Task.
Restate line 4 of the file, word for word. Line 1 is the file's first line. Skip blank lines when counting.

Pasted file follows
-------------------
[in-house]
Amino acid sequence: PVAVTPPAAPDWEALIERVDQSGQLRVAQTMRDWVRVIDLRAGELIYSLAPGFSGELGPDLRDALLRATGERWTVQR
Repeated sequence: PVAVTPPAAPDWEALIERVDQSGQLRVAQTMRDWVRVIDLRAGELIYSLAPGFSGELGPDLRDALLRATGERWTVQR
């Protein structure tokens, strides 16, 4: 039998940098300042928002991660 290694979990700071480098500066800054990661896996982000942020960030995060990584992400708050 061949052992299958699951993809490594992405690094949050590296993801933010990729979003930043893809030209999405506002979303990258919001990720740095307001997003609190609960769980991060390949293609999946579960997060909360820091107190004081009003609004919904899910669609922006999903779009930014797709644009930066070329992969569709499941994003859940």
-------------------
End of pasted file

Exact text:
């Protein structure tokens, strides 16, 4: 039998940098300042928002991660 290694979990700071480098500066800054990661896996982000942020960030995060990584992400708050 061949052992299958699951993809490594992405690094949050590296993801933010990729979003930043893809030209999405506002979303990258919001990720740095307001997003609190609960769980991060390949293609999946579960997060909360820091107190004081009003609004919904899910669609922006999903779009930014797709644009930066070329992969569709499941994003859940």